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AX Close Air Support Project

Posted 12/31/2008 Printable Fact Sheet

The attack designation was dropped in 1947, and the attack mission was absorbed by other aircraft classes, primarily fighters and bombers. The USAF strategic doctrine of the 1950s and 1960s was based upon the mass retaliation and mutually assured destruction theories of nuclear warfare. Most bombers developed during this period were designed primarily as nuclear weapons delivery vehicles. Additionally, fighters were developed as high altitude interceptors, air superiority fighters or fighter-bombers. Most fighters were capable of delivering nuclear weapons. The Close Air Support and ground attack missions were considered secondary roles for these fighters and bombers.

During the Southeast Asia War, it became clear that the USAF was in need of a dedicated CAS aircraft. Many aircraft were used successfully in the CAS/ground attack role in Vietnam, but all had limitations. For example, the Douglas A-1 and LTV A-7 were used effectively; however, the A-1s were getting old, and the A-7 did not have the maneuverability to operate at low altitudes in confined areas.

A number of fighters (and fighter-bombers) were used as well. The McDonnell Douglas F-4, North American F-100, Republic F-105 and General Dynamics F-111 were all moderately effective ground attack aircraft, but like the A-7, they lacked the maneuverability to operate in very close proximity to friendly troops under enemy attack. A number of cargo aircraft were modified for use as side firing gunships. The Douglas AC-47, Fairchild AC-119 and Lockheed AC-130 were used effectively in the interdiction and ground attack roles, particularly at night. Finally, the USAF used some modified trainer aircraft in the counter insurgency and ground attack roles; two examples are the North American T-28 and Cessna A-37.

In addition to the Air Force's need for a dedicated CAS aircraft, the Army was fighting for development of its own specialized aircraft: the AH-56 Cheyenne helicopter. The AV-8 Harrier was also being considered for a dedicated CAS role. Interservice rivalry was particularly intense during this time, but the USAF persisted because of the role "to furnish close combat and logistic air support to the Army" was outlined in the Unified Command structure publication (JCS 2) giving the CAS mission responsibility to the Air Force.

The need for a CAS and ground attack aircraft designed specifically for those roles was apparent and in the spring of 1970, the AX System Program Office was established at the Aeronautical Systems Division at Wright-Patterson Air Force Base, Ohio. On May 8, 1970, the AX SPO issued a request for proposal to 12 aircraft manufacturers. Six of the 12 companies who received the RFP responded with proposals: Boeing, Cessna, Fairchild Hiller, General Dynamics, Lockheed and Northrop. On Dec. 18, 1970, the Northrop and Fairchild Hiller entries were selected for prototype construction. The USAF intended to test the prototype aircraft in a "Fly Before Buy" competition.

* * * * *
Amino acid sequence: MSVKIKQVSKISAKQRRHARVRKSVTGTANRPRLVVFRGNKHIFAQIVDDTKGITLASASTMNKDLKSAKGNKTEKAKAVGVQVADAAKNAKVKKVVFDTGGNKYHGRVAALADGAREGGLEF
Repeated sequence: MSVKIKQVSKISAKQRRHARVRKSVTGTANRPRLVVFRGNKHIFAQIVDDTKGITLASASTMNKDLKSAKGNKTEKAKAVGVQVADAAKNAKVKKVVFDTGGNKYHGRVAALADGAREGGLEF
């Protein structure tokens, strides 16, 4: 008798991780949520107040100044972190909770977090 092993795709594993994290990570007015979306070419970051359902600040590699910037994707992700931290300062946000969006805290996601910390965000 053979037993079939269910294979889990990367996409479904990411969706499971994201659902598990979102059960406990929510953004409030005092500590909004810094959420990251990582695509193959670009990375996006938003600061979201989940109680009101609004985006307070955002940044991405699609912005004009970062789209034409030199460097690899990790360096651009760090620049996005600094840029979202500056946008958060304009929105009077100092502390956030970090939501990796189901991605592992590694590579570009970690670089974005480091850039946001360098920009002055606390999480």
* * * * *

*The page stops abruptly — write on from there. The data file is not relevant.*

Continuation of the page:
Because the AX aircraft would be used primarily in support of ground troops, the Army had significant input into the necessary characteristics of the aircraft. The AX needed "to perform in close coordination with ground troops, in a high intensity, small-arms fire environment, and for extended periods of time with a high payload. The requirement for fast response to Army needs is to be met three ways: 1) the aircraft will have short takeoff and landing (STOL) characteristics and rugged landing gear which will permit it to operate from unimproved landing fields; 2) it will have a long loiter time, giving it the capability to remain over the battlefield where it will be on call at a moment's notice; and 3) the aircraft will have a rather high cruise speed to allow rapid deployment from home field to battle area, or from one battle area to another. The AX should be able to take off and land from 2,000-foot runways" (Armed Forces Journal, October 1970).

One of the primary requirements of the AX RFP was the ability to carry the GAU-8 30mm cannon; however, this weapon did not exist at the time and a separate RFP for the GAU-8 was issued on Nov. 16, 1970.

On March 1, 1971, the Northrop AX prototype was designated A-9 and the Fairchild Hiller AX prototype was designated A-10. In June the GAU-8 competitive design and prototype construction contracts were awarded to General Electric and Philco Ford.

The A-10 prototype flew for the first time on May 10, 1972, followed by the A-9's first flight on May 30, 1972. The fly-off competition was held between Oct. 10, and Dec. 9, 1972. On Jan. 18, 1973, the Fairchild Hiller (Fairchild Republic by this time) entry was declared the winner and a $160 million contract was signed for 10 pre-production aircraft (YA-10) on March 1. The contract awarded for the development and construction of 32 General Electric TF34 turbofan engines was also signed on March 1.

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